Families of these officers all had received word of the accident Friday night, with assurances that no member of the crew had been lost. The crew of enlisted men numbering about 65, is generally recruited from Milwaukee and therefore nearly all of the men are Milwaukeeans. Many of them were born here. When the Tuscarora came up to the Washington navy yard on its trial trip 10 years ago President Roosevelt and Lt. Com. John W. Timmons his naval aid, went down to the yards to inspect it. It was nicknamed the "beautiful swan" and the sobriquet stuck. The cutter lay at Washington a few days and then proceeded here. where it has remained since. Thomas Jardine, now of Milwaukee, laid the hull for the Trigg company government contractors. He said this morning that if any revenue cutter would stand up under a storm he was sure the Tuscarora would. It was built for rough usage and has stood some stiff fights already. I am sure that it will not be lost. Chief engineer Bryan, like his chief Capt. Berry is a naval veteran. He has been in the service 17 years and his merit has been recognized by four presidents. He came into fame a few years ago when he when he took the revenue cutter "Tahoma" around the world. It was the first serious accident of his carreer. Engineer Bryan as transferred here and became a member of the Tuscarora 18 months ago. He lives in the Cudahy apartment. Mrs. Berry in telling her meager information concerening the accident and the probably danger of her husband, showed the true spirit of the wife of a U.S. Mariner. The message from Capt. Berry shows that he is aware of the danger and ready for all emergencies. With Capt. Berry's record of careful seamanship, lakemen were at a loss to explain how he could have run the cutter on the rocks. It was said that he had a reputation of never running at full speed in a fog. The Tuscarora has a speed of 12 knots an hour and it is supposed that it was running at full speed in spite of the unpleasant weather conditions when the accident happened.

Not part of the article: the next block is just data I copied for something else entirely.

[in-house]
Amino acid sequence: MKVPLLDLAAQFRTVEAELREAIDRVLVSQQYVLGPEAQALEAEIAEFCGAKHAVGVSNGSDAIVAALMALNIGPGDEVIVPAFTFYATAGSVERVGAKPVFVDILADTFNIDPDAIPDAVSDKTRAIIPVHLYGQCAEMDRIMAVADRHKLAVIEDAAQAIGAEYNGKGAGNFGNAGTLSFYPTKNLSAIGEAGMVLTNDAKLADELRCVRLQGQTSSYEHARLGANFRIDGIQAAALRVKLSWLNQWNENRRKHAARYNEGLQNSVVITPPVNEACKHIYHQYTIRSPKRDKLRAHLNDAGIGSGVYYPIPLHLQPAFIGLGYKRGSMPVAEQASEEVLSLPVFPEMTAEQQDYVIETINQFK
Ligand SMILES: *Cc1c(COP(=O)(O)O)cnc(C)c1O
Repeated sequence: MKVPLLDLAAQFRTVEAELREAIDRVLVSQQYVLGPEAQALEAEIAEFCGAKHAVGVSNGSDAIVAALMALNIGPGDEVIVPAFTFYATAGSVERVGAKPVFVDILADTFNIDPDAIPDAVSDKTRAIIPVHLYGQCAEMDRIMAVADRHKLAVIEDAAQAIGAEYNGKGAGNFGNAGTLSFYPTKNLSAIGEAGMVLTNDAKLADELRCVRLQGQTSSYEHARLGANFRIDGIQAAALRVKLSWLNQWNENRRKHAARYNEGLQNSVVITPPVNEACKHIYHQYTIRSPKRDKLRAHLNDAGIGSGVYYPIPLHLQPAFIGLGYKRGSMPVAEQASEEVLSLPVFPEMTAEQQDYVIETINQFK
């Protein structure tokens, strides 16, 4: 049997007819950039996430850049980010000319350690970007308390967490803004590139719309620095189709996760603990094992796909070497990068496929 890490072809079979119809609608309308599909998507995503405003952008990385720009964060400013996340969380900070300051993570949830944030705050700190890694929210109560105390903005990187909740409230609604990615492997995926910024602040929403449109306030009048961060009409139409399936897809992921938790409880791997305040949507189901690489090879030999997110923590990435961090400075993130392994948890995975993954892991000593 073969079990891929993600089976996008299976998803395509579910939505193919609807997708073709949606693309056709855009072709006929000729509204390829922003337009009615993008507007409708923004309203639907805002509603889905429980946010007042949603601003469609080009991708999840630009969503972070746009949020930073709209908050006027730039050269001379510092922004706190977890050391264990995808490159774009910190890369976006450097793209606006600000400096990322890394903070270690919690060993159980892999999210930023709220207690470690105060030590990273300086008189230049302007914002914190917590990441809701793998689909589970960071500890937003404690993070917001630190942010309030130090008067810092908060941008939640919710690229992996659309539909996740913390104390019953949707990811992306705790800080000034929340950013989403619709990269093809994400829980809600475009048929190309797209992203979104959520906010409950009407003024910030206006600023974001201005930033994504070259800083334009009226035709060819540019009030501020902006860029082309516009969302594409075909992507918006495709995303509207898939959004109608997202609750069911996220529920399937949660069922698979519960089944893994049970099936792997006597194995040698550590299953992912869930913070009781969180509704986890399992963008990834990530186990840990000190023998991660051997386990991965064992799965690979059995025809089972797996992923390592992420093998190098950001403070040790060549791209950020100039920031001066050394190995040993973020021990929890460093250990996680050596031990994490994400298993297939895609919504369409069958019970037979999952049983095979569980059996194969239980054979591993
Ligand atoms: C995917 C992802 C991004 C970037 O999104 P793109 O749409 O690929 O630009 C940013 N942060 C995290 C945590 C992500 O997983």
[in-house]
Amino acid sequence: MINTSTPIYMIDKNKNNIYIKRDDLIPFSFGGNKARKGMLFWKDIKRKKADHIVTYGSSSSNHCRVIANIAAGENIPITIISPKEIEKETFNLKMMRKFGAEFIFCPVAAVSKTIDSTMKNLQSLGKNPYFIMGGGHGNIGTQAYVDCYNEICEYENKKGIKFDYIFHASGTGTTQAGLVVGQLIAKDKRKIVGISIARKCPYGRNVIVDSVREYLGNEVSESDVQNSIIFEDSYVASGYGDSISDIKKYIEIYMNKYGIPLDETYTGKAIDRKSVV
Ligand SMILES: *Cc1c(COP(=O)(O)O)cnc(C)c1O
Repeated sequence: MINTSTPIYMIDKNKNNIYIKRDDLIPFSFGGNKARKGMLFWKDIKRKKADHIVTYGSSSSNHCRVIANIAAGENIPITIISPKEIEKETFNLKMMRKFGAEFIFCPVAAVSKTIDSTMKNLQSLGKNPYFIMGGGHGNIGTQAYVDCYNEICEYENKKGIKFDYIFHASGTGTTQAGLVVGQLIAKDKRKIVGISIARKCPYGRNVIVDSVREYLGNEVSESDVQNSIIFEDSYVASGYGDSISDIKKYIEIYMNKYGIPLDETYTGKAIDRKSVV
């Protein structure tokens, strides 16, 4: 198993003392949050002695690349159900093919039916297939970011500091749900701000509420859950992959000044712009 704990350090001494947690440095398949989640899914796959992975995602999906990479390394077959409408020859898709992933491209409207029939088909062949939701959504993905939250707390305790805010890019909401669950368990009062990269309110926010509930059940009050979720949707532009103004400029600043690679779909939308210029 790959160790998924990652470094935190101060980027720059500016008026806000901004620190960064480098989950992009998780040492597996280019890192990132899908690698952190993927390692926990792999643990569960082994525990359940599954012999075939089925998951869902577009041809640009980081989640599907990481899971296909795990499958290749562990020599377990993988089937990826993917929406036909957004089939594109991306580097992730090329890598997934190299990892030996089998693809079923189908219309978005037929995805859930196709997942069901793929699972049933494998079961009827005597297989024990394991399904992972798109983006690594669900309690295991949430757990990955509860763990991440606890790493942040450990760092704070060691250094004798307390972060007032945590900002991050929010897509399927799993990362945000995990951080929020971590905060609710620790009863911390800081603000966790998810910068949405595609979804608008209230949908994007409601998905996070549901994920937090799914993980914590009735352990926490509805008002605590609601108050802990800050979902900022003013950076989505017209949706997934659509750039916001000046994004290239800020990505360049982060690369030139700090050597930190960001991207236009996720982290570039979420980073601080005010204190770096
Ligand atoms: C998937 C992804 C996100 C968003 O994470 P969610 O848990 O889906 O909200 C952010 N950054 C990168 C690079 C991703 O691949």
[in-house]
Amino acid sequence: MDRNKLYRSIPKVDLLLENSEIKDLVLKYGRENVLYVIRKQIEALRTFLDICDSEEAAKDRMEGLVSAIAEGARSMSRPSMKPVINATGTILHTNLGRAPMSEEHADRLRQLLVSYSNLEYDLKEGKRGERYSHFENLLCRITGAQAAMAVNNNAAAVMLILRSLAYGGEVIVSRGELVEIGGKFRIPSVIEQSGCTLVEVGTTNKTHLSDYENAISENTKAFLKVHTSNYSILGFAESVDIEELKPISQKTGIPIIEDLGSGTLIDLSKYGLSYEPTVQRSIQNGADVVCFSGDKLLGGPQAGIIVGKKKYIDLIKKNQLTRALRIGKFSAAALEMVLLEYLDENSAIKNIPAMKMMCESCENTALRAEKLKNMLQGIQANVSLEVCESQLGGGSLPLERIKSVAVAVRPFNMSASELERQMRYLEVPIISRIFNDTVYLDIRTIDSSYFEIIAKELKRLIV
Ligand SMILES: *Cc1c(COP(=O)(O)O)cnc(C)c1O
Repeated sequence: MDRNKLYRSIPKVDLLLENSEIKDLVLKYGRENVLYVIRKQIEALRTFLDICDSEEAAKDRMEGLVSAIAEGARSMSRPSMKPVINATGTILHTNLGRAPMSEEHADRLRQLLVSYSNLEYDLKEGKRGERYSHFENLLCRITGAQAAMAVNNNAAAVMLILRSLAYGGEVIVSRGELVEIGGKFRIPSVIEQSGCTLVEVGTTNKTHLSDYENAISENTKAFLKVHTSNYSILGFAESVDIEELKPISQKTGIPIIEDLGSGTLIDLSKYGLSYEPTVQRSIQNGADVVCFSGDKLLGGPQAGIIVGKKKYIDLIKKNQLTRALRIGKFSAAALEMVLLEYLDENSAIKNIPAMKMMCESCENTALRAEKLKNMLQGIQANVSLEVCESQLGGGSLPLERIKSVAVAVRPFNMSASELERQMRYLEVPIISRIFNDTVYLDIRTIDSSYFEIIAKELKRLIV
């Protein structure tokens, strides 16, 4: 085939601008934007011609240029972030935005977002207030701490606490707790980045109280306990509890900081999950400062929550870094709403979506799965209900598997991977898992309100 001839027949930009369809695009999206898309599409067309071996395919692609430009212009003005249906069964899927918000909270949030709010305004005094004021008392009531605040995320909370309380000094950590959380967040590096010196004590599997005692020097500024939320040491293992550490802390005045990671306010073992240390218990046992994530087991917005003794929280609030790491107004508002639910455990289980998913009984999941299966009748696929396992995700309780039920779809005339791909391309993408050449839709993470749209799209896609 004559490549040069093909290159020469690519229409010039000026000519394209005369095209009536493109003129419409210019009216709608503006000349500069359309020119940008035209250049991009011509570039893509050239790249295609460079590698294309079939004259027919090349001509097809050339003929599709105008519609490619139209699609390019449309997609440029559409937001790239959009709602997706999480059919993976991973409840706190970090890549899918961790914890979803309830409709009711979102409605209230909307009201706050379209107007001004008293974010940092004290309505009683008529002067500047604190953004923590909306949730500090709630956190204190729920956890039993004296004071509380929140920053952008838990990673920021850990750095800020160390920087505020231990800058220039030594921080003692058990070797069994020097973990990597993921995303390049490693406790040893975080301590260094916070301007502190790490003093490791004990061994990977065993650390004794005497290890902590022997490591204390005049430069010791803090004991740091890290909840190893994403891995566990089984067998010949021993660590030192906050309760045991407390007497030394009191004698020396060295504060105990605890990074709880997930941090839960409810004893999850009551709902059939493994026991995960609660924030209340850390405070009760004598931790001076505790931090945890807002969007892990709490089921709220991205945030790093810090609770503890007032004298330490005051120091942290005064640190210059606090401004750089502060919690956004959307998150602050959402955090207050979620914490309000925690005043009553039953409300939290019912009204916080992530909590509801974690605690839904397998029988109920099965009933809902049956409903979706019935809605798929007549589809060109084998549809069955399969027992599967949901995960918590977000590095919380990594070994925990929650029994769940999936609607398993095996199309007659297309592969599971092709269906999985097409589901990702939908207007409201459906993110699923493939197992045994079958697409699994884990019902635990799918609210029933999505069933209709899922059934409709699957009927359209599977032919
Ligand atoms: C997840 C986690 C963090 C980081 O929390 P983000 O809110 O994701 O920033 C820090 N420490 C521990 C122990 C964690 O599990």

"Gazette" Stevens Point WI - 02 Dec 1914
(Sault Ste Marie - Nov. 24) There now remains no doubt that the steam "Curtis" and its two barges the "Annie M. Peterson" and the "S.E. Marvin" carrying crews totaling 23 men were lost in the seasons most severe storm on Lake Superior. The down bounder steamer "Flagg" reports going through heavy wreckage and lumber between Crisp Point and Whitefish Point. Four more bodies totaling 12, among those that of Capt. J.P. Jennings of the steamer "Curtis" were picked up by life savers in their search.
Ironwood Daily Globe 7 November 1925
Wreckage from the barge J.L. Crane lost in the gale on Lake Michigan Thursday night has come ashore three miles west of Whitefish Point. The barge with a crew of 9, including a woman cook, broke from her tow the steamer Herman Hetler, off Crisp Point in the treacherous Whitefish Point region.
(Continued on November 10) - The boat was intact and apparently sunk head down. A broken mast gave mute evidence of its location to coast guard crews patroling the area. There was no sign of life and no bodies have yet been recovered. As soon as weather will permit effort will be made to ascertain if any of the bodies of the crew are still in the hulk.
"The Edmund Fitzgerald"
On this date the SS Edmund Fitzgerald sank in Lake Superior waters, near Sault Ste Marie MI. All 29 crew members died. At the time, it was the worst shipping disaster on the Great Lakes in 11 years. The reason for the sinking of this ship is still pretty much of a mystery. Click here for more information
(Photo contributed by Sharon Milligan France)